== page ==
Costuming for Jekyll and Mr. Hyde.



What a challenge!  While costuming a show may look easy it isn’t – especially when it’s set in London in 1886. The details that go into the set extend to the wardrobe as well. Correct sizes is only one of the problems.  In a show such as this, the costumes need to look the same because of the numerous actors playing the same role. In addition, they need to be distinguishable enough that the actors don’t confuse their costume with someone elses. We are very lucky that we have several theatre groups in town and borrow from each other a lot of the time.  Throw into the mix, the fact that a woman plays a man’s role only make my job harder. How do you use a pattern that is cut for a man when you need to make the woman look sexy? All I can say is “Thank heaven that this is October! There’s plenty of stuff to choose from at Savers. They know me by name”. Which can be to one’s advantage or disadvantage, depending on the habits of the costumer.  I, myself, prefer to start from scratch and I hate hand sewing. Here at the El Paso Playhouse we store all our costumes and save them from previous shows so pulling them out and altering them is basically what we do. A choir robe becomes a medical assistant’s gown and a vintage man’s shirt becomes a vest. Well, I better get back to my sewing dungeon. It’ll be dark in a few hours and my candle is melting fast. Hope you enjoy the show!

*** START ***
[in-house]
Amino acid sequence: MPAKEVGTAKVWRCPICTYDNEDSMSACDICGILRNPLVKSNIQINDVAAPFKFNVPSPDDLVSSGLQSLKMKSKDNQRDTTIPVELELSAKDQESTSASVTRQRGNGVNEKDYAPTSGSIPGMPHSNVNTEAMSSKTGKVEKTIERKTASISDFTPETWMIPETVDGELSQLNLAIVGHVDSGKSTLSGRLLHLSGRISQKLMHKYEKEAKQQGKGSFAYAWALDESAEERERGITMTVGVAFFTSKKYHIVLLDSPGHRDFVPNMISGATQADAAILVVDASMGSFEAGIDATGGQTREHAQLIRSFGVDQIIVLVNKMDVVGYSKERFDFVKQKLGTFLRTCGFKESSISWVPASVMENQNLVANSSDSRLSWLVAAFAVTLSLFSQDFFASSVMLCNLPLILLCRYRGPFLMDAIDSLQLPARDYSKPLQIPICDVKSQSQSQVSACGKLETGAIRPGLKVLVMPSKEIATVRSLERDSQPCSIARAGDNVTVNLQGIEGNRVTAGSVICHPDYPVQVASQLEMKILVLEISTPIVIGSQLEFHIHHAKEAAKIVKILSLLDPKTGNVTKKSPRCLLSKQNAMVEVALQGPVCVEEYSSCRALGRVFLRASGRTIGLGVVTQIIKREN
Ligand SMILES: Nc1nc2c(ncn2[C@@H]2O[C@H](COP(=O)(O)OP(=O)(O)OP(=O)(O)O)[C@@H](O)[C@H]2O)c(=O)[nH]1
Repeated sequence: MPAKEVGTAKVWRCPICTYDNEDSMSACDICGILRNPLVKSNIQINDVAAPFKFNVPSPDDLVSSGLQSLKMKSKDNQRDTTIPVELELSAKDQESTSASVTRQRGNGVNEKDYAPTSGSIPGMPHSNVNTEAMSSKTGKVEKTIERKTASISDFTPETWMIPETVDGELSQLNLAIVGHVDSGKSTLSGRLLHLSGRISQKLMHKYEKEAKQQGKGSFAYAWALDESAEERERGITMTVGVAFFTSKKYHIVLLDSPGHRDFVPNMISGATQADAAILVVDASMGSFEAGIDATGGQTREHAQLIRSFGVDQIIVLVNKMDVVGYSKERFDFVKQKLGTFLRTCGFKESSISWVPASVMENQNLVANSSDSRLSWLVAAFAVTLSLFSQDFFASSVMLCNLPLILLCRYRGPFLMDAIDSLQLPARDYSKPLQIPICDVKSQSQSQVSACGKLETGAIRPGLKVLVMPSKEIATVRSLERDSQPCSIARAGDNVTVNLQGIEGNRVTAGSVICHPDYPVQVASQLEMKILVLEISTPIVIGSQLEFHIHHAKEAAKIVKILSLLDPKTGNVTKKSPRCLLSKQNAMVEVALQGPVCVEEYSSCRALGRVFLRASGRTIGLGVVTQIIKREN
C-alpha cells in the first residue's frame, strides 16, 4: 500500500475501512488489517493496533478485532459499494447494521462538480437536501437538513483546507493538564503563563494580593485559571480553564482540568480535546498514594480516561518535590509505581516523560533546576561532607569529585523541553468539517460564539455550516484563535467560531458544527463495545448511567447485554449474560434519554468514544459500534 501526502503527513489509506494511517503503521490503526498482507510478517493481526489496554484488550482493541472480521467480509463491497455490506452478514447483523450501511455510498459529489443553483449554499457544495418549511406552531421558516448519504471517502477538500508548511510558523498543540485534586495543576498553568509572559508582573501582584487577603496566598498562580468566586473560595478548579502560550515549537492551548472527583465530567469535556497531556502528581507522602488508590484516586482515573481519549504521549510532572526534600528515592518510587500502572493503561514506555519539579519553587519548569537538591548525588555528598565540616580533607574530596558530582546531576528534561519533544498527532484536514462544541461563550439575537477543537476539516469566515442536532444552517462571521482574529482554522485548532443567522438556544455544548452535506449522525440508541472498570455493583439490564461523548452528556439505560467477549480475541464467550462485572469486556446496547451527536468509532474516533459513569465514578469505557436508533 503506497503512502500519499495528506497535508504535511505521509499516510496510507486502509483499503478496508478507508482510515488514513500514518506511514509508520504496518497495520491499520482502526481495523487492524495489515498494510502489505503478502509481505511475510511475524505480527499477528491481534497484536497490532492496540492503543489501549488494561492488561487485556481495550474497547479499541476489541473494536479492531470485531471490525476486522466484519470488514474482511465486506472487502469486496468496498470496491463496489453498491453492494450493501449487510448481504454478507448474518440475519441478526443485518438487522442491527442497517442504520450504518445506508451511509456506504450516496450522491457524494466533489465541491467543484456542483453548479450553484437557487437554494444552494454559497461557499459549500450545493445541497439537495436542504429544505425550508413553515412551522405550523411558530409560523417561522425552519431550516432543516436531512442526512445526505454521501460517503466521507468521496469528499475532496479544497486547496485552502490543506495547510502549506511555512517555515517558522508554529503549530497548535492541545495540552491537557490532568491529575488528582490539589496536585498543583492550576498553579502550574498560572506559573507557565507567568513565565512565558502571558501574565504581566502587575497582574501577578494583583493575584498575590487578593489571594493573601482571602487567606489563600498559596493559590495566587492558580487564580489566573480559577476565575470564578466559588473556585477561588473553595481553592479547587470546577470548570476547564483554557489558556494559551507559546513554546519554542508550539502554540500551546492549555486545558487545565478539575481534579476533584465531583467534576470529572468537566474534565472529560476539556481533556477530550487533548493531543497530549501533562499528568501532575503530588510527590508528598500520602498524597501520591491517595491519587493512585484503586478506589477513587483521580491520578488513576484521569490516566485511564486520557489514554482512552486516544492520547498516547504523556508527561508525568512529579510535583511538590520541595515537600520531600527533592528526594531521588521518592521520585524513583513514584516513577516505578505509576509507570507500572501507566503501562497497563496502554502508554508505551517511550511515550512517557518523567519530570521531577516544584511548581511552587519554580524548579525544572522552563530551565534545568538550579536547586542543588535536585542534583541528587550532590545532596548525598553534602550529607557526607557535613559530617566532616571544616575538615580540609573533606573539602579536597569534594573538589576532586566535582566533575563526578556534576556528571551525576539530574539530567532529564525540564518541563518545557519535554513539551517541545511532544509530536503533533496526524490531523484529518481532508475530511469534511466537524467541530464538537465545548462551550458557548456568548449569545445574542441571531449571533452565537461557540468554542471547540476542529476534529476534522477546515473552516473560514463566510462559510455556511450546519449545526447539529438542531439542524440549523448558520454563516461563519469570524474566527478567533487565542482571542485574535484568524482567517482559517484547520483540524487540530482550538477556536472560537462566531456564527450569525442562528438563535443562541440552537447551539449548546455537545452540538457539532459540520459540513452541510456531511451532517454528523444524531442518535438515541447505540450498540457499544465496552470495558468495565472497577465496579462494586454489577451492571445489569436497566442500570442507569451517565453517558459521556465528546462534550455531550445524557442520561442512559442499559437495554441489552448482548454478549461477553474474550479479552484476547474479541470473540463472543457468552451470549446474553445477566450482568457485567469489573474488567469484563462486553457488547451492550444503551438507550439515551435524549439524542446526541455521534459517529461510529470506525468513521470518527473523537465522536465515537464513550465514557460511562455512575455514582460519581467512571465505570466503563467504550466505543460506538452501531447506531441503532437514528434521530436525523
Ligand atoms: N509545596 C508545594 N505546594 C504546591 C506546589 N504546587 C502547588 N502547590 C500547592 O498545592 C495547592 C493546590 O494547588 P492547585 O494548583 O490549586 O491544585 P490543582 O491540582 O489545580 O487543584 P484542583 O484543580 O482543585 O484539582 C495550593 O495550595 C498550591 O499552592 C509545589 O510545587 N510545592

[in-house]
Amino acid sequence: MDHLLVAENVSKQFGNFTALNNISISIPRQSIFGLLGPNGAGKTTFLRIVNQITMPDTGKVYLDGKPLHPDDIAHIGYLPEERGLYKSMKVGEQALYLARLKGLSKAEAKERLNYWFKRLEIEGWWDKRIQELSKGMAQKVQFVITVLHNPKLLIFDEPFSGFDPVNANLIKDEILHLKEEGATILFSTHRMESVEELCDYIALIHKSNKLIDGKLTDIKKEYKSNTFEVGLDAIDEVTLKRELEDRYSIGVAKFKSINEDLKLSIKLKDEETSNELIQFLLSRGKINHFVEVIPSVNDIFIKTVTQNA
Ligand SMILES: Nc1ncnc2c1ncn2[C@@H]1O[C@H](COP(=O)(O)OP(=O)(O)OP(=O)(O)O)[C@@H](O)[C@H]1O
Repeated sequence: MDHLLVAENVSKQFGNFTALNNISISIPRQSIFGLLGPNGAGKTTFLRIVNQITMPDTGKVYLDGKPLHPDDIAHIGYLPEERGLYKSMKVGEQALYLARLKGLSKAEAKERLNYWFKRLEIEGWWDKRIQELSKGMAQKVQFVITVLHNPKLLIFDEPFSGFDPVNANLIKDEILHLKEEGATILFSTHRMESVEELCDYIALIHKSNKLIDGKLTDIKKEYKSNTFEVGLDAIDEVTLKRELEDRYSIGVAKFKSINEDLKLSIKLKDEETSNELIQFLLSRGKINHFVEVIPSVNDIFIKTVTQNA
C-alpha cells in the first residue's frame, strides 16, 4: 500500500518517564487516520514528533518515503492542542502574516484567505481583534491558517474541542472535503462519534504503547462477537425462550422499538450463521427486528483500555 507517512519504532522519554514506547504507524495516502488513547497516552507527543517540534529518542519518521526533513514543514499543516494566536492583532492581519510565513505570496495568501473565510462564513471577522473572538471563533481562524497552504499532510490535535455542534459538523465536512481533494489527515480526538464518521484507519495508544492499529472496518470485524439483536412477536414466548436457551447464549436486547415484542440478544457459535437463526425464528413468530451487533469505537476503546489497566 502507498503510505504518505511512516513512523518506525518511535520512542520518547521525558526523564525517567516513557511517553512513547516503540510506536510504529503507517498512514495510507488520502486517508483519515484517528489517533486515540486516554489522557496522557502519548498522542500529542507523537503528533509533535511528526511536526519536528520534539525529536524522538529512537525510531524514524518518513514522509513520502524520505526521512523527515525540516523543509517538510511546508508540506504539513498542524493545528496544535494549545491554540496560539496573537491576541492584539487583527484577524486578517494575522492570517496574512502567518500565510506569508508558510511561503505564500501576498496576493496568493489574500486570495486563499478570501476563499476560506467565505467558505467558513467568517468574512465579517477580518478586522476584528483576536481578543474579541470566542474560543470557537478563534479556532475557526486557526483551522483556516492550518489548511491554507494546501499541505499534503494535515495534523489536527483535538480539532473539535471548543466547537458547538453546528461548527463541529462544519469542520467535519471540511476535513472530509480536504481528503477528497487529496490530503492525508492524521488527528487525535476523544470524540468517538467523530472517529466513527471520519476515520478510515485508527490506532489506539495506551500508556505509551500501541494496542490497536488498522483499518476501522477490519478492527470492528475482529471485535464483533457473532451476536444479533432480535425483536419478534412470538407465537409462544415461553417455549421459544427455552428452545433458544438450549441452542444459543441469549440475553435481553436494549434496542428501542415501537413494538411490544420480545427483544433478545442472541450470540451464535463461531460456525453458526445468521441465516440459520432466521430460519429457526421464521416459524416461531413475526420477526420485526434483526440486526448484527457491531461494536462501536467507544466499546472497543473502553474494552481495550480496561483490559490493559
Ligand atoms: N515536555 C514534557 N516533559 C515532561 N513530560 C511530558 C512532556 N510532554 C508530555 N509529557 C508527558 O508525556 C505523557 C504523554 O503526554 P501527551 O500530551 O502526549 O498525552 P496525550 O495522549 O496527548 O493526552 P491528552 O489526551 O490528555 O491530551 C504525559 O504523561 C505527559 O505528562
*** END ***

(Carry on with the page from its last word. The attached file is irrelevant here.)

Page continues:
Frieda Voeks

El Paso Playhouse